The Menin Gate Memorial to the Missing war memorial in Ypres, Belgium, is dedicated to the British and Commonwealth soldiers who were killed in the Ypres Salient of World War I and whose graves are unknown. The memorial is located at the eastern exit of the town and marks the starting point for one of the main roads out of the town that led Allied soldiers to the front line. Designed by Sir Reginald Blomfield and built by the Imperial War Graves Commission (the Menin Gate Memorial was unveiled on 24 July 1927.
Though derided on its opening in 1927 by war poet Siegfried Sassoon as a ‘sepulchre to crime’ the huge war memorial of the Menin Gate holds a firm place in British hearts. Inscribed on the gate’s panels are the names of some 50,000 Allied soldiers who died defending the Ypres salient between 1914-18 and have no known grave.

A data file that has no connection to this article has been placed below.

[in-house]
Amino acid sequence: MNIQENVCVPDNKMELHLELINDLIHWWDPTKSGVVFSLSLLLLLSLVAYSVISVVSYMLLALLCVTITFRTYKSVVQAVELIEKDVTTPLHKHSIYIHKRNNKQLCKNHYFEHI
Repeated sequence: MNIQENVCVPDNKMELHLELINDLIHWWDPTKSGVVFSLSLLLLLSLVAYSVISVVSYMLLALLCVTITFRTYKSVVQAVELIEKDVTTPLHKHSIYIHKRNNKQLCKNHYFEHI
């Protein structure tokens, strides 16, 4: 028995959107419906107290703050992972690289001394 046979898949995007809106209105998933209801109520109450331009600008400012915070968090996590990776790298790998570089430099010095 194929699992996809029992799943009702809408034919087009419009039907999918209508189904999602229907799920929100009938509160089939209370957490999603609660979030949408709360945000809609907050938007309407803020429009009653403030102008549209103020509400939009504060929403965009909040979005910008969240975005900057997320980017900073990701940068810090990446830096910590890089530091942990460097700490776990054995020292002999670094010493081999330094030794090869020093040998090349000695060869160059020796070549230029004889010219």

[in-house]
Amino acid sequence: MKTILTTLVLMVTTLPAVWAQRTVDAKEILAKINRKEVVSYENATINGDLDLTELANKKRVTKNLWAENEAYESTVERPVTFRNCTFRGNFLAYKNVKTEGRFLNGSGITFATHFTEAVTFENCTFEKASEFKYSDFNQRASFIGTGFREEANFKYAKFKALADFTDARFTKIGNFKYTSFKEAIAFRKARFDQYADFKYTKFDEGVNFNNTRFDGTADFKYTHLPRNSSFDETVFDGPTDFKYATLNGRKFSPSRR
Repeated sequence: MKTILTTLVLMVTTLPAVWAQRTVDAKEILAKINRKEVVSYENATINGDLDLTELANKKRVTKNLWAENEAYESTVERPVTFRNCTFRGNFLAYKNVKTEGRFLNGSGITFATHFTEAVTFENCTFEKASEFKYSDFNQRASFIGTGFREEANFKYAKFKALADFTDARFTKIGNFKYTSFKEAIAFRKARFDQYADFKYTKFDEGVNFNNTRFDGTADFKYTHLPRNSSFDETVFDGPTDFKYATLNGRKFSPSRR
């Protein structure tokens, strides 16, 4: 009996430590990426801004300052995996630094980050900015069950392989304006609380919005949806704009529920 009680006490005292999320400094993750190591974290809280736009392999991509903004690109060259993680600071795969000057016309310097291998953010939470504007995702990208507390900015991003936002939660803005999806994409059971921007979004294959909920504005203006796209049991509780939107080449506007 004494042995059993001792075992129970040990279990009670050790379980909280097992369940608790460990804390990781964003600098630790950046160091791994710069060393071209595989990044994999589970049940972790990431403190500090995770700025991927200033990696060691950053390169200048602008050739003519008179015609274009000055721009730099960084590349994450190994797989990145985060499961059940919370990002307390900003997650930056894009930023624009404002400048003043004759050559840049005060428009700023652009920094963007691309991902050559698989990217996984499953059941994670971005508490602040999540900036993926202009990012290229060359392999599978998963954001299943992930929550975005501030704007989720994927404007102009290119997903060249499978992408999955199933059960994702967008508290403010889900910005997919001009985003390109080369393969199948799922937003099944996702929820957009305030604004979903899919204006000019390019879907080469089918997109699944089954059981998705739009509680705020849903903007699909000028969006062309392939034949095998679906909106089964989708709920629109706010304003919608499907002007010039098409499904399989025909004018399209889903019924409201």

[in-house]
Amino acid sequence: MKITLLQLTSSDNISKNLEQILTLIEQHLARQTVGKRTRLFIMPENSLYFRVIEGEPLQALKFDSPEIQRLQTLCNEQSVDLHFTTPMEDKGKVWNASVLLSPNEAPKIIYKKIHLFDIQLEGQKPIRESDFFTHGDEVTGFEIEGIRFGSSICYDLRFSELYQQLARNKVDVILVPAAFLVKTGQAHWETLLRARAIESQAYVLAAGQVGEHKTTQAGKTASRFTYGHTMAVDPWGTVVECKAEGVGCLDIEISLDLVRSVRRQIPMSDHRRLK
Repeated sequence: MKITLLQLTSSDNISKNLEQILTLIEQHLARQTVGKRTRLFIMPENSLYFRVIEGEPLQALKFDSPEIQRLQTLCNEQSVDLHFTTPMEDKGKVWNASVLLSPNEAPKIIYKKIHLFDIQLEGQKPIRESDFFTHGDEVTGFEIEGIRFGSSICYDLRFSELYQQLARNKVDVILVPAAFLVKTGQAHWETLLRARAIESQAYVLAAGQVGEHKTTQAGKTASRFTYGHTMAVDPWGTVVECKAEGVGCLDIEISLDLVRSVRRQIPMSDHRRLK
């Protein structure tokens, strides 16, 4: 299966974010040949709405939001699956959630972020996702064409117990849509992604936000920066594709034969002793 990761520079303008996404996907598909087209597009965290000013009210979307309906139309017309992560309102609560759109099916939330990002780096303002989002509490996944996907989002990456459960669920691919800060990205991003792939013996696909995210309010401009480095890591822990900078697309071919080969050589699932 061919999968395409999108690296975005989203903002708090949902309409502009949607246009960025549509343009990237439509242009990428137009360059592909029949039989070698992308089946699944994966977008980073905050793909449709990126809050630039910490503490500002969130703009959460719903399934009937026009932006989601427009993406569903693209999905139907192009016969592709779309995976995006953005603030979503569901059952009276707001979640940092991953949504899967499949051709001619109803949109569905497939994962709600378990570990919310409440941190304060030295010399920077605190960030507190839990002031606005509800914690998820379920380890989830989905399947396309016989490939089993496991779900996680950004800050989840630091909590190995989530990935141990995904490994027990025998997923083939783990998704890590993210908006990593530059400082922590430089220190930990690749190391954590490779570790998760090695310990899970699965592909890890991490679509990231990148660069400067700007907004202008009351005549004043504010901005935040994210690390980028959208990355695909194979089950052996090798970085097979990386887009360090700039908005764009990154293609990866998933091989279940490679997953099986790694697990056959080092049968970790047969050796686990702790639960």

Still today hundreds attend each evening at 8pm as the Ypres Fire Brigade sounds the Last Post and the evocative lines from Laurence Binyon’s poem ‘For the Fallen’ are read.
These two books contain detailed biographies of some of the casualties whose names appear on the Memorial.